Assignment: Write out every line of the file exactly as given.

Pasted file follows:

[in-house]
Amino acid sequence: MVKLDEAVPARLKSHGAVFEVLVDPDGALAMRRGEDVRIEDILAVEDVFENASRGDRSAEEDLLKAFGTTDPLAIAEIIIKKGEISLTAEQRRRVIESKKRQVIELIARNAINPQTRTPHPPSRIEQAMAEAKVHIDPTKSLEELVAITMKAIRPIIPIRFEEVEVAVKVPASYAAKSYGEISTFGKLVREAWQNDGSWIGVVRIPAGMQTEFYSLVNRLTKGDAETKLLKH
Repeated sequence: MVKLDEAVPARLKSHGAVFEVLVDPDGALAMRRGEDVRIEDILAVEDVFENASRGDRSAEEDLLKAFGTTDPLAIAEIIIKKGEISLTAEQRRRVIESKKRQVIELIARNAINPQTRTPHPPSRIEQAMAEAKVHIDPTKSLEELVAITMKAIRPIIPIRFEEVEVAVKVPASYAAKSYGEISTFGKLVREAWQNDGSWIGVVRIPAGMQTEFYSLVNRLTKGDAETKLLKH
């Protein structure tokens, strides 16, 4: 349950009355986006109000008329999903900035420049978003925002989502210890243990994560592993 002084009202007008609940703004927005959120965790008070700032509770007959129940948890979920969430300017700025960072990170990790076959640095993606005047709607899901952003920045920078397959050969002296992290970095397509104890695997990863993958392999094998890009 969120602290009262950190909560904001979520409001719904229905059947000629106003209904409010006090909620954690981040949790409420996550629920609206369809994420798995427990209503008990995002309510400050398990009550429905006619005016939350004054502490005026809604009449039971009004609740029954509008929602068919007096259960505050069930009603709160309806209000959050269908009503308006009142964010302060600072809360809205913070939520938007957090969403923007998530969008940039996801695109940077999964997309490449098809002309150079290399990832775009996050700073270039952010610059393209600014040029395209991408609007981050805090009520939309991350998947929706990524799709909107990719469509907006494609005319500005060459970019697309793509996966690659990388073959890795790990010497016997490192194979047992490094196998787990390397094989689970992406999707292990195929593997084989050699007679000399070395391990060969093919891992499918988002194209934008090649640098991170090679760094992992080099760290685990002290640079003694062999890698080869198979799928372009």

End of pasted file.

[in-house]
Amino acid sequence: MVKLDEAVPARLKSHGAVFEVLVDPDGALAMRRGEDVRIEDILAVEDVFENASRGDRSAEEDLLKAFGTTDPLAIAEIIIKKGEISLTAEQRRRVIESKKRQVIELIARNAINPQTRTPHPPSRIEQAMAEAKVHIDPTKSLEELVAITMKAIRPIIPIRFEEVEVAVKVPASYAAKSYGEISTFGKLVREAWQNDGSWIGVVRIPAGMQTEFYSLVNRLTKGDAETKLLKH
Repeated sequence: MVKLDEAVPARLKSHGAVFEVLVDPDGALAMRRGEDVRIEDILAVEDVFENASRGDRSAEEDLLKAFGTTDPLAIAEIIIKKGEISLTAEQRRRVIESKKRQVIELIARNAINPQTRTPHPPSRIEQAMAEAKVHIDPTKSLEELVAITMKAIRPIIPIRFEEVEVAVKVPASYAAKSYGEISTFGKLVREAWQNDGSWIGVVRIPAGMQTEFYSLVNRLTKGDAETKLLKH
């Protein structure tokens, strides 16, 4: 349950009355986006109000008329999903900035420049978003925002989502210890243990994560592993 002084009202007008609940703004927005959120965790008070700032509770007959129940948890979920969430300017700025960072990170990790076959640095993606005047709607899901952003920045920078397959050969002296992290970095397509104890695997990863993958392999094998890009 969120602290009262950190909560904001979520409001719904229905059947000629106003209904409010006090909620954690981040949790409420996550629920609206369809994420798995427990209503008990995002309510400050398990009550429905006619005016939350004054502490005026809604009449039971009004609740029954509008929602068919007096259960505050069930009603709160309806209000959050269908009503308006009142964010302060600072809360809205913070939520938007957090969403923007998530969008940039996801695109940077999964997309490449098809002309150079290399990832775009996050700073270039952010610059393209600014040029395209991408609007981050805090009520939309991350998947929706990524799709909107990719469509907006494609005319500005060459970019697309793509996966690659990388073959890795790990010497016997490192194979047992490094196998787990390397094989689970992406999707292990195929593997084989050699007679000399070395391990060969093919891992499918988002194209934008090649640098991170090679760094992992080099760290685990002290640079003694062999890698080869198979799928372009």